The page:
Thursday, February 24, 2011

Spring Time of the (Arab) Peoples

Anyone who has followed my blog with respect to the recent wave of unrest in the Arab world, must have realized that I tend to liken the current it to a very important hinge-point in European and world history, the popular revolutions of 1848 otherwise knows as 'Spring Time of the Peoples'. In that year, a wave of popular unrest swept most of the continent after a successful revolution toppled the French constitutional monarchy.

Robert Zaretsky, a Texas based history professor, also likes this analogy:

The dead weight of brutal and autocratic rulers; a young and professional middle class deprived not just of liberty, but jobs; a deep and persistent economic crisis; and a revolution in communications that renders traditional borders obsolete and, finally, the bursting of the dam that unleashes a surge of revolution that sweeps across a continent: these conditions describe not only North Africa and the Middle East today, but Europe in 1848. If nations from Tunisia to Bahrain are, in fact, reviving the so-called “springtime of peoples”, the winter of political disenchantment may not be far away.
The backgrounds to the two series of revolutions are eerily similar. The Great Recession of recent memory was a blip compared to the economic depression, known as the “hungry years,” that flattened Europe in the 1840s. Disastrous harvests pushed up grain prices across Europe; city dwellers, spending more on food, bought fewer commodities; industrial and commercial activity slowed to a near standstill.

Other parallels are remarkable. From the newfound means of rapid communications as well as the symbolic gestures that initiated it to how it spread from one country to another. While in France the Second Republic was hastily proclaimed, other countries in Europe took differing paths. The absolute monarchy was over, but an era of consensual democracy was not the result:

But here the parallels between the rest of Europe and Paris end. France was the only country that succeeded in actually toppling its monarch; elsewhere, thrones were rocked, but never fell. Kings instead retreated and watched while the protesters, now given the opportunity to govern, instead squabbled amongst themselves. This was hardly a recipe for holding onto power, especially as their countries still faced dire economic problems. Within short order, the Houses of Habsburg and Hohenzollern exploited this confusion and regained power. For the all those who lived east of the Rhine, the springtime of peoples was over scarcely before it began.
Even the French Second Republic eventually succumbed to the lure of authoritarian rule. Following the infamous June Days, when republican guardsmen shot and killed more than 4,000 protesters denouncing the government’s decision to end unemployment insurance. Six months later, to the horror of republicans, Louis Napoleon Bonaparte, the nephew of Napoleon I, won the presidential elections. Republicans fears were soon confirmed when Louis Napoleon overthrew the republic and declared himself emperor. In a national referendum, eight of ten Frenchmen signed off on the change from Republic to Empire.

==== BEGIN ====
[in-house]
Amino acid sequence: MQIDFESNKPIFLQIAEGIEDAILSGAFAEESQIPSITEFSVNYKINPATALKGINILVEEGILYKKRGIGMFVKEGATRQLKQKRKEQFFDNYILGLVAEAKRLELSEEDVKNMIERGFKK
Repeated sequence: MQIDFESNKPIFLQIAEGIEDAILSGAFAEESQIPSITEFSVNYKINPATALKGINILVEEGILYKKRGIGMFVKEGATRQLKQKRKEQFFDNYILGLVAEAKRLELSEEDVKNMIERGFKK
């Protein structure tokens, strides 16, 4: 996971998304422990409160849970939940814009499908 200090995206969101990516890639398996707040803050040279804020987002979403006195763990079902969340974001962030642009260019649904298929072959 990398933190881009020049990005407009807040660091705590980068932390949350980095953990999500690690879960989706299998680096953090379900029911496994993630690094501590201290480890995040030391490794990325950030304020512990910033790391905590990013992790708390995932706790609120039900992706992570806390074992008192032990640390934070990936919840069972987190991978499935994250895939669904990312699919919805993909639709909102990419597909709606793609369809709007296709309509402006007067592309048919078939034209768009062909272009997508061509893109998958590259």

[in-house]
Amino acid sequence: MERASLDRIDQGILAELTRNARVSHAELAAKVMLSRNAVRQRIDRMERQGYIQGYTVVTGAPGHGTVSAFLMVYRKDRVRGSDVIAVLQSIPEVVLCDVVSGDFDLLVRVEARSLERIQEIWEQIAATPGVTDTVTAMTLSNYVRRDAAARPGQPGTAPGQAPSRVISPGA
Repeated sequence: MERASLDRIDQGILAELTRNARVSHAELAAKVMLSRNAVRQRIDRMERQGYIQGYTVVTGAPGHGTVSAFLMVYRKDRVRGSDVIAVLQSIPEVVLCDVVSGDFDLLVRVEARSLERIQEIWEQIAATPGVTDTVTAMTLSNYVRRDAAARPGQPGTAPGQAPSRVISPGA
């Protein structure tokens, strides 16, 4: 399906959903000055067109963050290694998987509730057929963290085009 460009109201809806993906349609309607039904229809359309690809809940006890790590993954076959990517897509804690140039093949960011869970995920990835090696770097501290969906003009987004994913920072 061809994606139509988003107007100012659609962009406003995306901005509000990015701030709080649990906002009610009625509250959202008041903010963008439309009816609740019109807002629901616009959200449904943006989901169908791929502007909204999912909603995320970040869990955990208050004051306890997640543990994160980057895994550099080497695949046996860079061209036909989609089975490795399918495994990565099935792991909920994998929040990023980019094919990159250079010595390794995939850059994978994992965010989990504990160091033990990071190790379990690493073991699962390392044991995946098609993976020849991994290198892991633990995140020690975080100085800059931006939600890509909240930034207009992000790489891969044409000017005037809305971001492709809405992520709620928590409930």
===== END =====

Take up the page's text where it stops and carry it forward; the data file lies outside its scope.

The revolution of 1848 in France was crushed by a new kind of authoritarian regime that had the wit to exploit the language of populism, wiliness to co-opt potential opponents and will to crush those who refused to fall into line. It is, of course, too early to say if conditions in Egypt, for example, will encourage a “Bonapartist” solution. But it is not too early to recall Tocqueville’s observation, made after Bonaparte had buried the Republic: “Nothing is more wonderful than the art of being free, but nothing is harder to learn how to use than freedom.”
In Germany, then in the control of the Prussian Hohenzollern dynasty, it led to the eventual rise of masterful political tactician and skilled populist demagogue, Bismarck.  It led to a rise of a new kind of national identity. A nationalism that led the people feel that they are, or should be, in charge of the affairs of state. The masses wanted to be in charge of the affairs of state, to decide when the nation goes to war with others.

Unfortunately, the masses are quite often a poor judge. The next hundred years were not even remotely peaceful and it took the horrors of the Second World War to finally usher an era of consensual democracy and individual rights to the heart of the continent.

If we were to learn anything from history, we would learn that the new, democratic Egypt could potential a very radical, populist Egypt that choses to go to war with its neighbors. It is often said that the modern Middle East is composed of artificial states, whose borders were drawn by external powers. National identity in the Middle East was often limited to the presidential palace or to the ruling dynasty.

But wasn't the Austro-Hungarian Empire equally as artificial? It's borders were drawn by a few powerful families that were often quite removed from their own 'street'. It was composed of Germans, Hungarians, Poles, Serbs, Gypsies and Jews. Most of whom felt very strongly about their ethnic identity and often felt little warm feelings for the emperor. When everything was said and done, each one of those groups ended up carving a slice of the world as its own national homeland.

What we can expect from the Middle East is the replacement of fairly stable autocracies with populist, radical states, often with internal schism based on ethnic, religious and tribal affiliations. The question is whether the west, which already went through the schism can somehow guide the Arab world to stability without going through the type of conflicts that ravaged Europe in the late 19th and early 20th centuries?


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